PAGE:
Launching new products is vital for the continued success of any game company but surprisingly few have a robust process for prioritizing projects. For a successful game company, new games provide an avenue for growth, as existing games will eventually plateau. Moreover, they mitigate the risk that your current successful game starts to decline.
For a young company or one still trying to make it into the top-tier, new games are even more critical. They provide a mechanism for disrupting the top-10, a new offering that can place you among the top game companies. Without a successful new product, you cannot become a successful company.
While the importance of new games is clear, it is surprising how few companies devote sufficient resources or put much process behind greenlighting projects with the highest ROI. Some of the most metrics driven companies do not use analytics when deciding on new games; they instead count on the intuition of a small circle of executives (or one person). Others start projects without any form of prioritisation. In the worst case, some do not even start new games and have nothing available when their existing products decline.
These companies are not only leaving money on the table, but potentially putting their survival at risk. Everyone has limited resources and by putting resources in the wrong projects, you may miss out on the games needed to survive and thrive.
The game industry in many ways resembles Major League Baseball in Moneyball. Management “knew” what made a good baseball player and used their intuition when building their baseball teams. The entire sport was disrupted when Billy Beane used analytics rather than intuition to build a winning team, with less resources than his competitors.
Since entering the game industry in 1993, and almost always managing limited resources, I have focused on refining the greenlight process so it drives highest ROI. Using lessons from Moneyball, I have identified three steps that lead to optimizing the ROI from new game projects. While you will still have failures (even Billy Beane drafts some busts), you will increase the odds of creating a successful product.
Step 1: Market Data
To determine your new product priorities, you first need to have a deep understanding of your market. A common mistake is to look at the market too high level or focus on your own experiences. In the former case, assume you are a social slots developer. It provides no value to know the gaming market is expected to grow 15 percent next year or even that social casino will grow an average of 8 percent every year for the next five years (both numbers are examples, not actual projections). This type of data is not actionable, it does not help you find market opportunities.
Focusing on your own experience is potentially very misleading. You may have had one product do very well. This experience could create a bias (availability bias) that there is a great opportunity in the market segment where you have done well. The reality might be you filled a niche or provided a superior alternative to the existing top competitor but that there is a very small addressable market and you already dominate it. You will also not see the biggest opportunities in the industry, another company might have launched a comparable product and seen 5X the growth by being in another market segment. If you focus on your experience, you will miss finding the biggest opportunities.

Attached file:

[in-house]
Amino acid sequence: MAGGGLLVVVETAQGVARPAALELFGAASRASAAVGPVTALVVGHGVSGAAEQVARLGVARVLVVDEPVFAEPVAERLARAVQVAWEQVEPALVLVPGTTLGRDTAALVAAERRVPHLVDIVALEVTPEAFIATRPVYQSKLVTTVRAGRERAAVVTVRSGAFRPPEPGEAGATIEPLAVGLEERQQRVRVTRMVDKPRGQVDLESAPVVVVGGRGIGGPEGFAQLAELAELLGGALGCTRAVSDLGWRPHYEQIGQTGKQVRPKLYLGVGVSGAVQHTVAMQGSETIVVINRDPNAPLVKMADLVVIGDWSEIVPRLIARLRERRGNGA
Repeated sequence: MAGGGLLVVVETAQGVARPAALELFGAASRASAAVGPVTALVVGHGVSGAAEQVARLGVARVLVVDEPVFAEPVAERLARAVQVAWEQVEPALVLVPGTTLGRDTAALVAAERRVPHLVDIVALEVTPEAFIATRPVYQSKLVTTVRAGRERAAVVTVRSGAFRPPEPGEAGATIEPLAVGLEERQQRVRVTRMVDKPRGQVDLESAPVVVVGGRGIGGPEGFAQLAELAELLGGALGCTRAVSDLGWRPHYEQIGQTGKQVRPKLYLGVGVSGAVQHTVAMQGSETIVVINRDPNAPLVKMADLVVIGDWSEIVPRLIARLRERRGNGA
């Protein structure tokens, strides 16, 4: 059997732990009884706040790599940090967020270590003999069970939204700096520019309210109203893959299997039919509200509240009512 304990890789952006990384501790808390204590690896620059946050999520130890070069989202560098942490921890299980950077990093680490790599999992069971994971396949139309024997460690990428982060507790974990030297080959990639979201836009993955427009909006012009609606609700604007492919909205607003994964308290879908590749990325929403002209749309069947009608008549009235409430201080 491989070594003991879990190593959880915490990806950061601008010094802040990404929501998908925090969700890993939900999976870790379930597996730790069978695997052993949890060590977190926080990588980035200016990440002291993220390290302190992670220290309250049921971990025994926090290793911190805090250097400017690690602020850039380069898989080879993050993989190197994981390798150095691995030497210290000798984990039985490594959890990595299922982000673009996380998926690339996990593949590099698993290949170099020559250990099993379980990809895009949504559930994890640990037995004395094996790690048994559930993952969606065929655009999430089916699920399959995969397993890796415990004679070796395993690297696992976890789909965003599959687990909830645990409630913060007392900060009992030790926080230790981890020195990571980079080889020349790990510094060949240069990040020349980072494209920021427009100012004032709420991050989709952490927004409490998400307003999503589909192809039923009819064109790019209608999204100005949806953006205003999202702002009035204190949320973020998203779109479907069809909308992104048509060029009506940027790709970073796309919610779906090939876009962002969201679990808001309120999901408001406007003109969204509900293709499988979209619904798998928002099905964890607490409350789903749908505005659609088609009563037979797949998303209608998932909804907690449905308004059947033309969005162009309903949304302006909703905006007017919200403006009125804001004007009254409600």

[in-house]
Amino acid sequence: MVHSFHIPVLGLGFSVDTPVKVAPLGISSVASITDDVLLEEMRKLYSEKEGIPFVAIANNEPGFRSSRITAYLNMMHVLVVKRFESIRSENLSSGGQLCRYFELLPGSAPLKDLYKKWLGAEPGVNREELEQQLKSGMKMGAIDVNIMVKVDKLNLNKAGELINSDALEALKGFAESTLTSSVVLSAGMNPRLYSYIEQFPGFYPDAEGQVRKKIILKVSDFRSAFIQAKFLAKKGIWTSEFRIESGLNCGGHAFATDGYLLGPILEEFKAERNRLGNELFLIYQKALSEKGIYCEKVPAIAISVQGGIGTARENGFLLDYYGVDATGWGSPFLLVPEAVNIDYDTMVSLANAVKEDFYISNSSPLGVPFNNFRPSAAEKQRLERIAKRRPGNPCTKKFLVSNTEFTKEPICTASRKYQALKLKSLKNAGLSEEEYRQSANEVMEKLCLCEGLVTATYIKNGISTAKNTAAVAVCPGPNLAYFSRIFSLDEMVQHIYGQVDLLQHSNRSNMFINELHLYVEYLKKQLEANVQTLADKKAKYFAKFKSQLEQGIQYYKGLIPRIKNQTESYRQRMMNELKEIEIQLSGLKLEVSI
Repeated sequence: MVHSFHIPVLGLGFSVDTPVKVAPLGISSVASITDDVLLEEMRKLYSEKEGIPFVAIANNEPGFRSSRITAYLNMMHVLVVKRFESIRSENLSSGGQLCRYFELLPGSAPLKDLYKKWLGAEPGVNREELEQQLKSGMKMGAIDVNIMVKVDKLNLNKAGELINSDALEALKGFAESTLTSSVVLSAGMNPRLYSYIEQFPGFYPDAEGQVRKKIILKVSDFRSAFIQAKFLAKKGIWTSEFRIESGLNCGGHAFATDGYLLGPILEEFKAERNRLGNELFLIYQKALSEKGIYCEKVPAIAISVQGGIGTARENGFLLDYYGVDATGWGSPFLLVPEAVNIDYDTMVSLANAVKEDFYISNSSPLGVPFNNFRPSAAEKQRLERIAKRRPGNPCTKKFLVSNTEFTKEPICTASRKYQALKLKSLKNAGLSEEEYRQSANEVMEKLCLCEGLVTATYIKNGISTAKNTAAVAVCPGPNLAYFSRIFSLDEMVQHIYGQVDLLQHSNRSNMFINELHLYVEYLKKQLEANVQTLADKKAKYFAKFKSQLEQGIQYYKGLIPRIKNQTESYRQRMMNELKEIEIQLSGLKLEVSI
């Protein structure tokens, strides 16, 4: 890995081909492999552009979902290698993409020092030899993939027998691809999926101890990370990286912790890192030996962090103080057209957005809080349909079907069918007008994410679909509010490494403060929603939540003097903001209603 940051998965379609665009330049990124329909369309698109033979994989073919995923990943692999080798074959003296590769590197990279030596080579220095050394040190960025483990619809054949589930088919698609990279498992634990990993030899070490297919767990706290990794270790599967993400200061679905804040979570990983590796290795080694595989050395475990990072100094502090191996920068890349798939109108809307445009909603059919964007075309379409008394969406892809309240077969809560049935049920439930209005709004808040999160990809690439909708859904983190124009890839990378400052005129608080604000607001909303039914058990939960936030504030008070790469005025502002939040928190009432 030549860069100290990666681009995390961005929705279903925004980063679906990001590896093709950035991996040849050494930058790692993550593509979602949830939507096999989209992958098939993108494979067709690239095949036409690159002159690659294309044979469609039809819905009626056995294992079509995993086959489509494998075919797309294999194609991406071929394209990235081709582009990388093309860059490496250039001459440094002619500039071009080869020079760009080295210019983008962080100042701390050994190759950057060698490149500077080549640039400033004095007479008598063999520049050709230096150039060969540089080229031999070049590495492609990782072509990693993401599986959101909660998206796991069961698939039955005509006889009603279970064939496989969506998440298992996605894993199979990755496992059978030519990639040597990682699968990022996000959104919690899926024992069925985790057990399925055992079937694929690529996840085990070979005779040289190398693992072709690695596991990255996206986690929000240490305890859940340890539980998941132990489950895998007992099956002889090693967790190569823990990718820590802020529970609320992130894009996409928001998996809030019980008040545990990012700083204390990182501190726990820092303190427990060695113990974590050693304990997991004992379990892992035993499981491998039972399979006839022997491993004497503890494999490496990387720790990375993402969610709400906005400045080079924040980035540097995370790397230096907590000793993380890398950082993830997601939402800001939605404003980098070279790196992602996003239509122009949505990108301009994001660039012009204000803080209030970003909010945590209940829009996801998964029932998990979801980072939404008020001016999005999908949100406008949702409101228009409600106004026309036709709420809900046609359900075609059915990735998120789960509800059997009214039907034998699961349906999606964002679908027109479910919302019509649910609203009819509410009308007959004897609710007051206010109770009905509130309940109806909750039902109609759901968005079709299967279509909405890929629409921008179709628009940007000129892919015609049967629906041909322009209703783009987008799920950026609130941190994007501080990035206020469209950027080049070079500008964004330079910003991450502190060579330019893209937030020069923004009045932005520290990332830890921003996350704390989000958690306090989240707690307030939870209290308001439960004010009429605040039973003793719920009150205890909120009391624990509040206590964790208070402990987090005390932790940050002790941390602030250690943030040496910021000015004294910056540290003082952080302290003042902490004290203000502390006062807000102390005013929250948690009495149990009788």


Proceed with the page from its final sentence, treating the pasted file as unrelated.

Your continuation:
Instead, the best way to look at the market is to focus on your sub-sector, for example social casino, and understand what companies have done well and what companies have underperformed in the past twelve months. The graphic below from an Eilers presentation shows a better way to look at market data:
Using the data above, you would then see what companies grew their market share and where it shrunk. The key to this step in the green light process is to analyse the data to understand where market opportunities exist. In the chart above, Product Madness went from Other to 7 percent share. You then dive deeper and learn that the growth was largely due to their pioneering progressive jackpots, so that feature then represents an opportunity. Conversely, DoubleDown dropped from 12 percent to 9 percent share, so it suggests you should deprioritize building a product that is comparable to DoubleDown’s casino.
Step 2: Blue Ocean
While it is important to understand the market, it is more important to determine Blue Ocean opportunities. The market data, by definition, only shows what you and your competition are doing. Thus, any new products based on this data will be launched into a competitive environment. Moreover, other companies are doing the same analysis, increasing competition in the areas that you have identified.
As I wrote last week, the bigger opportunity is to identify non-customers and bring them into the market. This Blue Ocean strategy has higher returns than focusing on creating a better product than your competitors for an existing market segment.
To look for Blue Ocean opportunities, you first need to create a Strategy Canvas. This canvas shows the features existing companies use to compete. You can use it to create a strategy profile that is distinctive from the competition by adding new features to compete on, eliminating some, raising others while reducing some. Below is a hypothetical example of a canvas you would create if you were with Aristocrat’s Product Madness team and looking at a new initiative (you can create these canvases at the Blue Ocean Academy website):